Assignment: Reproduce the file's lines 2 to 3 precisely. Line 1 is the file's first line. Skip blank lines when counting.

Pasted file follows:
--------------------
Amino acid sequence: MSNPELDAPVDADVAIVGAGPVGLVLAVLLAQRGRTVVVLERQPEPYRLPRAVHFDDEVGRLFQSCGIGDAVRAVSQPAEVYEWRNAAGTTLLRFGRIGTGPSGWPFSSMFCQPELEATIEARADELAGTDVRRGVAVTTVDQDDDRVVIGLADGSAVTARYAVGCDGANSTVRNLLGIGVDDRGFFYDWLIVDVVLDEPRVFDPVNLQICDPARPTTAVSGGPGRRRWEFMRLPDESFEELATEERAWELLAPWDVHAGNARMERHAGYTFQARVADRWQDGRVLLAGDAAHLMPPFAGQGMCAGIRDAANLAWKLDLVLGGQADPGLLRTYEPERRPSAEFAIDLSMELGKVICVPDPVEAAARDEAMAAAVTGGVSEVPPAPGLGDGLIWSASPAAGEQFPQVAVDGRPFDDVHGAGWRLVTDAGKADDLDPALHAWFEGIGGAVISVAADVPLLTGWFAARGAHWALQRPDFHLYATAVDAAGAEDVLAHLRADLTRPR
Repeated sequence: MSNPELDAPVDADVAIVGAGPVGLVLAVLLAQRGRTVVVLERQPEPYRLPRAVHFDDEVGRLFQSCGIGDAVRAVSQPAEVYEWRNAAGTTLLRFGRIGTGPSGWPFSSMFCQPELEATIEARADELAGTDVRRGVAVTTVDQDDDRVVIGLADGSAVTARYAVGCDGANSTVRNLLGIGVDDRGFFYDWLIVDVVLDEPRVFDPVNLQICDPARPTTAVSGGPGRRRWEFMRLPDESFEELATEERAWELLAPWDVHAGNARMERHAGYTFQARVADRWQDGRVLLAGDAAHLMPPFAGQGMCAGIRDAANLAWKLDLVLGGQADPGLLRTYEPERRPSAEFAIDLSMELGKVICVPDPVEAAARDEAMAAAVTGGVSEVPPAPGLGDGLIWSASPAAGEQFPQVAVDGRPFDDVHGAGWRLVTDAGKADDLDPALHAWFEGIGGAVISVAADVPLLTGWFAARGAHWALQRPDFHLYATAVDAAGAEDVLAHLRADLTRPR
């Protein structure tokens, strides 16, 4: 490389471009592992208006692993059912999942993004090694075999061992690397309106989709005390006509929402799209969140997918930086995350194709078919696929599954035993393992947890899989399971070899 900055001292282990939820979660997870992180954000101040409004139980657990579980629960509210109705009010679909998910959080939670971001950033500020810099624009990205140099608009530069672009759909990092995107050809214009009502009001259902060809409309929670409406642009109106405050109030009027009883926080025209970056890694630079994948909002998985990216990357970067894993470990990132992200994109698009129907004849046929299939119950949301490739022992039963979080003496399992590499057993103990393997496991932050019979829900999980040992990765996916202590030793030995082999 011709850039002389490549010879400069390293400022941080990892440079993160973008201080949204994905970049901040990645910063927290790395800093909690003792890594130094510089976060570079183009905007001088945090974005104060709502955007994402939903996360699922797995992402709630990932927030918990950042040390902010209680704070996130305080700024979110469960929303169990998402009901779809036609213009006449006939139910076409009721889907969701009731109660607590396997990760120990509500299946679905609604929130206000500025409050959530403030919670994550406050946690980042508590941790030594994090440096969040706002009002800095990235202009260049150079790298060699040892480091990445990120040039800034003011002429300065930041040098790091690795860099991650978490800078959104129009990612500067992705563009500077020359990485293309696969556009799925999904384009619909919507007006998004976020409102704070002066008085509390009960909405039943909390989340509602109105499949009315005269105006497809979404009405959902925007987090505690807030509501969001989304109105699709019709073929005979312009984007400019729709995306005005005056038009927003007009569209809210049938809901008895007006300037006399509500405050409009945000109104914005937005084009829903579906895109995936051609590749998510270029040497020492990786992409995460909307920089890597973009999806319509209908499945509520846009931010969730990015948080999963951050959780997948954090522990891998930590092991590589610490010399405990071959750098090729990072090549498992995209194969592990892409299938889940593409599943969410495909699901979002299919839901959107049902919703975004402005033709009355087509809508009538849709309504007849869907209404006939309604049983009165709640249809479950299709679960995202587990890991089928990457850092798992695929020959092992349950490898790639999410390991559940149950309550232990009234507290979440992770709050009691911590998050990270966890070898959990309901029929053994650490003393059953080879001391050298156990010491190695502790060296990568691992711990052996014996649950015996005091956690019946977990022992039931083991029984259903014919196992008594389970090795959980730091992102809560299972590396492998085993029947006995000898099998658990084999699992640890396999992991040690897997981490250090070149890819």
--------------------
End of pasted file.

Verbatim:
Repeated sequence: MSNPELDAPVDADVAIVGAGPVGLVLAVLLAQRGRTVVVLERQPEPYRLPRAVHFDDEVGRLFQSCGIGDAVRAVSQPAEVYEWRNAAGTTLLRFGRIGTGPSGWPFSSMFCQPELEATIEARADELAGTDVRRGVAVTTVDQDDDRVVIGLADGSAVTARYAVGCDGANSTVRNLLGIGVDDRGFFYDWLIVDVVLDEPRVFDPVNLQICDPARPTTAVSGGPGRRRWEFMRLPDESFEELATEERAWELLAPWDVHAGNARMERHAGYTFQARVADRWQDGRVLLAGDAAHLMPPFAGQGMCAGIRDAANLAWKLDLVLGGQADPGLLRTYEPERRPSAEFAIDLSMELGKVICVPDPVEAAARDEAMAAAVTGGVSEVPPAPGLGDGLIWSASPAAGEQFPQVAVDGRPFDDVHGAGWRLVTDAGKADDLDPALHAWFEGIGGAVISVAADVPLLTGWFAARGAHWALQRPDFHLYATAVDAAGAEDVLAHLRADLTRPR
């Protein structure tokens, strides 16, 4: 490389471009592992208006692993059912999942993004090694075999061992690397309106989709005390006509929402799209969140997918930086995350194709078919696929599954035993393992947890899989399971070899 900055001292282990939820979660997870992180954000101040409004139980657990579980629960509210109705009010679909998910959080939670971001950033500020810099624009990205140099608009530069672009759909990092995107050809214009009502009001259902060809409309929670409406642009109106405050109030009027009883926080025209970056890694630079994948909002998985990216990357970067894993470990990132992200994109698009129907004849046929299939119950949301490739022992039963979080003496399992590499057993103990393997496991932050019979829900999980040992990765996916202590030793030995082999 011709850039002389490549010879400069390293400022941080990892440079993160973008201080949204994905970049901040990645910063927290790395800093909690003792890594130094510089976060570079183009905007001088945090974005104060709502955007994402939903996360699922797995992402709630990932927030918990950042040390902010209680704070996130305080700024979110469960929303169990998402009901779809036609213009006449006939139910076409009721889907969701009731109660607590396997990760120990509500299946679905609604929130206000500025409050959530403030919670994550406050946690980042508590941790030594994090440096969040706002009002800095990235202009260049150079790298060699040892480091990445990120040039800034003011002429300065930041040098790091690795860099991650978490800078959104129009990612500067992705563009500077020359990485293309696969556009799925999904384009619909919507007006998004976020409102704070002066008085509390009960909405039943909390989340509602109105499949009315005269105006497809979404009405959902925007987090505690807030509501969001989304109105699709019709073929005979312009984007400019729709995306005005005056038009927003007009569209809210049938809901008895007006300037006399509500405050409009945000109104914005937005084009829903579906895109995936051609590749998510270029040497020492990786992409995460909307920089890597973009999806319509209908499945509520846009931010969730990015948080999963951050959780997948954090522990891998930590092991590589610490010399405990071959750098090729990072090549498992995209194969592990892409299938889940593409599943969410495909699901979002299919839901959107049902919703975004402005033709009355087509809508009538849709309504007849869907209404006939309604049983009165709640249809479950299709679960995202587990890991089928990457850092798992695929020959092992349950490898790639999410390991559940149950309550232990009234507290979440992770709050009691911590998050990270966890070898959990309901029929053994650490003393059953080879001391050298156990010491190695502790060296990568691992711990052996014996649950015996005091956690019946977990022992039931083991029984259903014919196992008594389970090795959980730091992102809560299972590396492998085993029947006995000898099998658990084999699992640890396999992991040690897997981490250090070149890819």